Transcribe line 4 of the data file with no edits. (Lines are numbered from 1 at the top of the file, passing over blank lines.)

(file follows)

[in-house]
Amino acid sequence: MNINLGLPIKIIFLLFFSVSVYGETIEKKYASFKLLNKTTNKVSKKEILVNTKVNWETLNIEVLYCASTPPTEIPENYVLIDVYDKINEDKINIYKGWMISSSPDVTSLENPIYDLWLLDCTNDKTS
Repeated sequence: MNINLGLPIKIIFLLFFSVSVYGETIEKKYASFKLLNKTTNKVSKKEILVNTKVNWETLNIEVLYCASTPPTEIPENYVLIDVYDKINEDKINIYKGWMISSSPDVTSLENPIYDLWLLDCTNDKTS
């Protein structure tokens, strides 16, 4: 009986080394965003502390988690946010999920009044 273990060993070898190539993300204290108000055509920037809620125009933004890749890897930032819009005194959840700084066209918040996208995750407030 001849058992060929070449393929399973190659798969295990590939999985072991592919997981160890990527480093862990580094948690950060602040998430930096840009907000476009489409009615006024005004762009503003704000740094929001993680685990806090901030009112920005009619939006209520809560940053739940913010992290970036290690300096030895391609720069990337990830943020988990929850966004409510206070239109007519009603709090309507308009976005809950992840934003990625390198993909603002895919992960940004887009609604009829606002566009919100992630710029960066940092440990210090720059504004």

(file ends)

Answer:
């Protein structure tokens, strides 16, 4: 009986080394965003502390988690946010999920009044 273990060993070898190539993300204290108000055509920037809620125009933004890749890897930032819009005194959840700084066209918040996208995750407030 001849058992060929070449393929399973190659798969295990590939999985072991592919997981160890990527480093862990580094948690950060602040998430930096840009907000476009489409009615006024005004762009503003704000740094929001993680685990806090901030009112920005009619939006209520809560940053739940913010992290970036290690300096030895391609720069990337990830943020988990929850966004409510206070239109007519009603709090309507308009976005809950992840934003990625390198993909603002895919992960940004887009609604009829606002566009919100992630710029960066940092440990210090720059504004």